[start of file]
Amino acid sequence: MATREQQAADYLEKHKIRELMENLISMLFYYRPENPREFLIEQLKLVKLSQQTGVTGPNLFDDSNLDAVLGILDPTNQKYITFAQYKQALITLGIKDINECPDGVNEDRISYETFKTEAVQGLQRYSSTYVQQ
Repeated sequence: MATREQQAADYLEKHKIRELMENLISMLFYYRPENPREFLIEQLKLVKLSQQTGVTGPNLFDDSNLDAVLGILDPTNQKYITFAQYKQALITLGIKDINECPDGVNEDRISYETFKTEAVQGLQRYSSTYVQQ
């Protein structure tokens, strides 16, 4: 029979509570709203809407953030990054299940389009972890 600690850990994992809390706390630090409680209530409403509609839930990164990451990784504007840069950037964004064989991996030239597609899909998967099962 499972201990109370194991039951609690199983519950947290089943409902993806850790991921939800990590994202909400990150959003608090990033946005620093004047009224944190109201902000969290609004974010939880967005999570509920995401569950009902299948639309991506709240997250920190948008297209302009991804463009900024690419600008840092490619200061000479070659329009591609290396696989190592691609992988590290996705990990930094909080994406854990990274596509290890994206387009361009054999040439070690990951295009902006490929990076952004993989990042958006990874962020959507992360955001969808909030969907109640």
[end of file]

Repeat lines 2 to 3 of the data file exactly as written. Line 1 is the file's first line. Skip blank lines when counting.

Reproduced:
Repeated sequence: MATREQQAADYLEKHKIRELMENLISMLFYYRPENPREFLIEQLKLVKLSQQTGVTGPNLFDDSNLDAVLGILDPTNQKYITFAQYKQALITLGIKDINECPDGVNEDRISYETFKTEAVQGLQRYSSTYVQQ
């Protein structure tokens, strides 16, 4: 029979509570709203809407953030990054299940389009972890 600690850990994992809390706390630090409680209530409403509609839930990164990451990784504007840069950037964004064989991996030239597609899909998967099962 499972201990109370194991039951609690199983519950947290089943409902993806850790991921939800990590994202909400990150959003608090990033946005620093004047009224944190109201902000969290609004974010939880967005999570509920995401569950009902299948639309991506709240997250920190948008297209302009991804463009900024690419600008840092490619200061000479070659329009591609290396696989190592691609992988590290996705990990930094909080994406854990990274596509290890994206387009361009054999040439070690990951295009902006490929990076952004993989990042958006990874962020959507992360955001969808909030969907109640």